An important factor when you’re planning for darker days is deciding who you want to be responsible for taking care of business when you no longer can. That doesn’t just mean when you’re dead and gone—there may come a time when you’re not able to make your own decisions. In those cases, a written, legal document called a power of attorney authorizes someone to make legal, health care, and financial decisions on your behalf.
This article will answer some of the most common questions about the differences between powers of attorney and executors, what those jobs entail, and who you should consider when making your final arrangements.
What Is The Difference Between Power Of Attorney And Executor In Canada?
An executor’s job is to act on behalf of your estate after your death. They take care of probate, pay your final taxes, and distribute your assets to your beneficiaries. A power of attorney has the legal authority to act on your behalf while you’re still alive but aren’t capable of handling your own affairs. They make decisions around care arrangements and personal and financial affairs.
The Different Types Of Powers Of Attorney
You can appoint different people to oversee different things. For example, with Willful, you can choose one attorney to oversee your personal care and medical decisions, and another to manage your property and financial matters. Alternatively, you can appoint the same individual to manage both personal and financial decisions, or even create a special power of attorney document with specific limitations on an attorney's authority.
Depending on the province you live in, the power of attorney document may be called something different. For example, it would be called a “mandate” in Quebec, and a power of attorney for healthcare may be referred to as a healthcare proxy, healthcare representative, or medical power of attorney. The “attorney” may also be called a “representative” or “agent”.
What Is More Important, Power Of Attorney Or Executor?
They’re both very important jobs, but they come with quite different duties. You might not end up needing a power of attorney, but if you do, you’ll be glad someone’s taking care of your health and finances. If you’re lying in a hospital bed incapacitated, you won’t be able to make important decisions about your care or make sure that the mortgage and bills are being paid.
In contrast, the executor’s job is a ‘when’ not an ‘if’ situation. After your death, your executor will administer your estate according to your last will and testament as per your final wishes. Both jobs are incredibly important, just at different times.
Check two items off at once. Designate your power of attorney and executor when you write your will with Willful →
What Makes Someone A Good Executor?
For executors, going through probate and administering an estate and its assets is very time consuming and involves a lot of paperwork and attention to detail. This is why executor are often compensated for their work through executor fees. This person should ideally be organized and adept at financial administrative tasks like paying bills and taxes, and comfortable communicating with your beneficiaries.
What Makes Someone A Good Power Of Attorney?
Powers of attorney are ideally calm under pressure, geographically close to you, and good at decision making. It’s also helpful if they understand your business interests and investments and know where your money is kept.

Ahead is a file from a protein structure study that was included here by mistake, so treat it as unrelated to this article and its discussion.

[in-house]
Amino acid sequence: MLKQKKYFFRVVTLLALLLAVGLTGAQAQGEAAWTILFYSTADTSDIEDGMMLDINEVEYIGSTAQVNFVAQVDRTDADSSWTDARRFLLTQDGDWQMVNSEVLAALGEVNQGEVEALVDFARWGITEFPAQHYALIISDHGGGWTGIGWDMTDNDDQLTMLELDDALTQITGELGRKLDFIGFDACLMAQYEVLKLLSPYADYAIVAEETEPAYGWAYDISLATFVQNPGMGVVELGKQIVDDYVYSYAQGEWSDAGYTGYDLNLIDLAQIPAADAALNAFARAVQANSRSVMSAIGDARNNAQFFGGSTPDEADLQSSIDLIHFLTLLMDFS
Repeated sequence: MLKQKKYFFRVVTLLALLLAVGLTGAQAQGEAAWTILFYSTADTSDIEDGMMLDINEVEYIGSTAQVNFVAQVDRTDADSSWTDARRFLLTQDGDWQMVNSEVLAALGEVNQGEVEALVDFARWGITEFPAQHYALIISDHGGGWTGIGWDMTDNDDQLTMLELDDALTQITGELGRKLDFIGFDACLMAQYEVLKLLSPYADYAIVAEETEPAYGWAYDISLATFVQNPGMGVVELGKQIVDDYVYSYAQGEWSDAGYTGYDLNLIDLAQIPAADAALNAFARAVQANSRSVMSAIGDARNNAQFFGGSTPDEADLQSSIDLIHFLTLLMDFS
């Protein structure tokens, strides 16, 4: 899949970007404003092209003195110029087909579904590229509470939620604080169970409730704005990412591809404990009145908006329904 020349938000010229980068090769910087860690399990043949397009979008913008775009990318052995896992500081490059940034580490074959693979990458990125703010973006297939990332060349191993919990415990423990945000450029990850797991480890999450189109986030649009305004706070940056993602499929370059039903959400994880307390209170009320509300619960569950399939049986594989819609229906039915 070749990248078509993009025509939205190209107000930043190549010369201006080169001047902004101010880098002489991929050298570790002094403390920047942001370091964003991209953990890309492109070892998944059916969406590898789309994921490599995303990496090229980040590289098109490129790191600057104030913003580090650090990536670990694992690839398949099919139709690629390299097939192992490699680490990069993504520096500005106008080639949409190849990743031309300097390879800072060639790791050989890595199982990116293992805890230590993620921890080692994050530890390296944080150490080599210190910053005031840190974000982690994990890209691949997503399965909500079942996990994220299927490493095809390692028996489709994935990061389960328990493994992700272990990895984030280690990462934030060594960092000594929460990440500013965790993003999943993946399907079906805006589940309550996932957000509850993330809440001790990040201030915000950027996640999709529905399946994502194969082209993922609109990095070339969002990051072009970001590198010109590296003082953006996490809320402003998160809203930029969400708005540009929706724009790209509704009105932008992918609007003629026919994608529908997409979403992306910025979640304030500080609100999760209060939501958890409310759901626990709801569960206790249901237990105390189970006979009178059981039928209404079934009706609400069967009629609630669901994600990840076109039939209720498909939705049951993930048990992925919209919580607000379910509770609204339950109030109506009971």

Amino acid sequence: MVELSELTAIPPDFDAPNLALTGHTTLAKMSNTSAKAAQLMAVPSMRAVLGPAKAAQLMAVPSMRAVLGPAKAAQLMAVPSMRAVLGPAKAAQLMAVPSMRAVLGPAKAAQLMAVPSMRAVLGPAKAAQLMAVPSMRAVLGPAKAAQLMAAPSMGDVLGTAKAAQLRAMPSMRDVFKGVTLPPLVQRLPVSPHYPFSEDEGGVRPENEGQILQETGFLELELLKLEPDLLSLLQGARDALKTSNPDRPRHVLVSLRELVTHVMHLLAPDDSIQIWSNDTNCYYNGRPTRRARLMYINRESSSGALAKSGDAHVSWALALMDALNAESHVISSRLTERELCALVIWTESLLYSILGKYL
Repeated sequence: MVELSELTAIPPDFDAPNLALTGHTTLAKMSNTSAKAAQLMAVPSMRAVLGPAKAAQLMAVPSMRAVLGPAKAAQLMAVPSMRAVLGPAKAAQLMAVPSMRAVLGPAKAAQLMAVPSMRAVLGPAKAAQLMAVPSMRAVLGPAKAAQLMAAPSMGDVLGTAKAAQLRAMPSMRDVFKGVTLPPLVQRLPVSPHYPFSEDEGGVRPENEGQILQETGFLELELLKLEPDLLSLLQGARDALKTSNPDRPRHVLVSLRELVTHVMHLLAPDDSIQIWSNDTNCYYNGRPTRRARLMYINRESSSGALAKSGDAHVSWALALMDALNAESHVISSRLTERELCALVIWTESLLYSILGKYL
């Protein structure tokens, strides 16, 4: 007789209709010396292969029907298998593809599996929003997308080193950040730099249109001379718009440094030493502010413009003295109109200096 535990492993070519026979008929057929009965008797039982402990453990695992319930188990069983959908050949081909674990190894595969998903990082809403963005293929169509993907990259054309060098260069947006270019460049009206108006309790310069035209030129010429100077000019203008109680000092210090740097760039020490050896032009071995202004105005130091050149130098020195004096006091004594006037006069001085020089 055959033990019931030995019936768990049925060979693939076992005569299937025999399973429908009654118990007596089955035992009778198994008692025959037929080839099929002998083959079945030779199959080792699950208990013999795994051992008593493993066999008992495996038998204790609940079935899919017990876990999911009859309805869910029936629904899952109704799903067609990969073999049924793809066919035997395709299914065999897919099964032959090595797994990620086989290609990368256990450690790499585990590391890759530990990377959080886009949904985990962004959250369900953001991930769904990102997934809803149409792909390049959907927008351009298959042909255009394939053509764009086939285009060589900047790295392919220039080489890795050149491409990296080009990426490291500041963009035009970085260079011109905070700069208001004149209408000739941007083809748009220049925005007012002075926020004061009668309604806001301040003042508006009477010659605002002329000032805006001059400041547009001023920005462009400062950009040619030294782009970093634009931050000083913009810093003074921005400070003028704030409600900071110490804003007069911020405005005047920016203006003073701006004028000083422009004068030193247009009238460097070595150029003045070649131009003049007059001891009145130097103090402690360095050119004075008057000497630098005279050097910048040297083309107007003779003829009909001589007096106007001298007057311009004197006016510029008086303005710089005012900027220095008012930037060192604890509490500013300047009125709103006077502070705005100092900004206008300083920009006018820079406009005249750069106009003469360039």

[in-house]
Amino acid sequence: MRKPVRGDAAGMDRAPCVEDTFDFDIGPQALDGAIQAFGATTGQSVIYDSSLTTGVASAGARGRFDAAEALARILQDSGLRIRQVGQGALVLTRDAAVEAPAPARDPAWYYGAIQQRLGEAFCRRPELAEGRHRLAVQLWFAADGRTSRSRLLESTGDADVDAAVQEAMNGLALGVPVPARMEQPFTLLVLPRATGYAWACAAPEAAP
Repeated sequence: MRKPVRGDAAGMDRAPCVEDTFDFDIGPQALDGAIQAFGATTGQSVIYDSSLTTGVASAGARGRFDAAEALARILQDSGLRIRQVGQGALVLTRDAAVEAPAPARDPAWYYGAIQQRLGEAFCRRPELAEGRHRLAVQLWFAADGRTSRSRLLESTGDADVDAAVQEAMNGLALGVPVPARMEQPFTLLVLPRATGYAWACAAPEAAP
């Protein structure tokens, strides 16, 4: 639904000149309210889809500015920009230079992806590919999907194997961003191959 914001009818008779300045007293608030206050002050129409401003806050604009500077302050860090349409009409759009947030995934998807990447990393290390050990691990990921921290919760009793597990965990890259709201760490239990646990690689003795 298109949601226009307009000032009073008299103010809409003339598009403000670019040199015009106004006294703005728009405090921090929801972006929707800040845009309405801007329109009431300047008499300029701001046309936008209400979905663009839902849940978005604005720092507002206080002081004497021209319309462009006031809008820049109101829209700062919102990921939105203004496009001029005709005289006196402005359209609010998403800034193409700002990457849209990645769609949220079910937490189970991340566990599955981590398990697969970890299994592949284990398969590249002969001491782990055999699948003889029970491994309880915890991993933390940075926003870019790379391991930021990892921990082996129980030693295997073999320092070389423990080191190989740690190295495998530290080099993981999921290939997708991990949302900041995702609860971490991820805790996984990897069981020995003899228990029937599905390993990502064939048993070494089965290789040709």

For example, if you own a small business, there’s a chance that your business bank accounts are connected to your personal assets. If those bank accounts—and the payroll responsibility that comes with them—can only be handled from within your personal account, then your attorney would benefit from knowing that sort of information to make sure your employees get paid.
Should The Power Of Attorney And Executor Be The Same Person?
The two roles can be done by the same person. Generally, the qualities that are important for each role are very similar. It’s a good idea to choose someone who is very responsible, organized and detail-oriented, who you have a great deal of trust in.
It’s not uncommon to have one person take on both responsibilities, especially if you’ve chosen a family member. And while the jobs don’t overlap since one only starts after your death, asking someone to do both may be asking a lot. These are both big jobs with lots of responsibilities.
Can A Power Of Attorney Override A Will?
No. Canada has several legal restrictions that help prevent an attorney from taking advantage of their situation. There are also rules that make it so they can be held liable if they fail to manage affairs as outlined in your power of attorney document. Your attorney can’t make a will for you, change your existing will, change a beneficiary on a life insurance plan, or give a new attorney to someone else on your behalf.
Can A Power Of Attorney Act On Behalf Of An Executor?
No. There’s a clear line between life and death and that line distinguishes between the attorney and an executor’s jobs. Once you pass away, the attorney’s job is over. Your assets and estate are still yours, which means that once it’s time for an executor to step in, the attorney is no longer involved in your affairs.
If your attorney and your executor are the same person, then it’s just a matter of one job ending and another beginning.
Make Decisions Now For When You Can’t Make Any Decisions At All
Unless you’ve got a working crystal ball, it’s not likely that you’ll be able to predict when you’ll pass away or fall into a coma. That’s what wills and powers of attorney are for— to help you make sure everything’s taken care of when the unforeseeable happens.
At the end of the day, you might not know that you’re going to get in a freak accident involving a moose, but that doesn’t mean you can’t be prepared for it.
Start writing your will and power of attorney for free today.